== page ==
Be Wary of “Top 10” Design Rules

The issue with design rules in today’s world of UI design is their abundance. If designers need to solve problems, they can simply look to the existing UI community and their set of solutions. However, the plentitude of these guides and rules undermine their credibility.
A Google search for “Top UI Design Mistakes” yields a half million results. What are the odds that most, if any, of these authors agree with one another? What is the likelihood that each design tip offered accurately coincides with the design problems of a reader?
Often, online educational articles discuss acute problems rather than the guiding design principles behind an issue. The result is that new designers never learn why design works the way it does. Instead, they become dependent on what has come before. Isn’t it a concern that so few of these articles encourage design experimentation or play?
Designers should draw on a toolkit of guiding principles rather than a book of predetermined rules and design templates. “Press x for parallax scrolling and y for carousels. Before choosing, refer to the most recent blog post on which navigational tool is trending.” B-o-r-i-n-g-!
Trends are like junk food for designers. Following them produces cheap solutions that offer some initial payback but little value over the long haul. Trend-following designers date themselves quickly. The reward for following someone else’s design path? A gnawing sense of professional emptiness.
It’s true that working to invent your own styles and systems is hard work, but it’s absolutely worth the effort. The daily gains and breakthroughs are all your own. There’s something about copying that never seems to feed the designer’s soul.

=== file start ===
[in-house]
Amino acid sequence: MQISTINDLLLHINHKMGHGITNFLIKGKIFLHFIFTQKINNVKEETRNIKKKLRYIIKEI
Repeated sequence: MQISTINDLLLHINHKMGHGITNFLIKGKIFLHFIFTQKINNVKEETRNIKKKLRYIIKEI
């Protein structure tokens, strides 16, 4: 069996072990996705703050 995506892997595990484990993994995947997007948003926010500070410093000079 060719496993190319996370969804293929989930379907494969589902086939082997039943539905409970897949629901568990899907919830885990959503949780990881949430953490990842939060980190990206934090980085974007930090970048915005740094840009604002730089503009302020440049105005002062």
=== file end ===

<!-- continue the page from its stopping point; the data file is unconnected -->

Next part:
Common Mistake #2: The Grid Is Restricting the Creative Process of UI Designers

Despite my rant against rules, here’s one: It’s impossible for a UI designer to work without a grid. Web and mobile interfaces are fundamentally based on pixel-by-pixel organization—there’s no way around it.
However, this does not mean that UI designers should only strive for grid-centric appearances. Likewise, there’s no reason for all design-related decisions to be based on a grid.

Avoid Using the Grid as a Trendy Tool

Generally, designing in response to trends results in poor design. At best, trends lead to satisfactory outcomes, but the overall impact is almost certain to be underwhelming. To be trendy is to be ordinary.
Therefore, when employing a grid in a design, understand what the grid has to offer as a tool and what it might convey. Grids generally represent neutrality as everything within the constraints of a grid appears equal.
Grids also allow for an unbiased navigational experience. Users can jump from item to item without any interference from the designer’s curatorial hand. With other navigational structures, the designer may be able to group content and establish desired sequences more intentionally.
UI design best practices and tips and tricks
Although a useful tool, the grid can be very limiting to designers.

Don’t Default to the Grid as a Workflow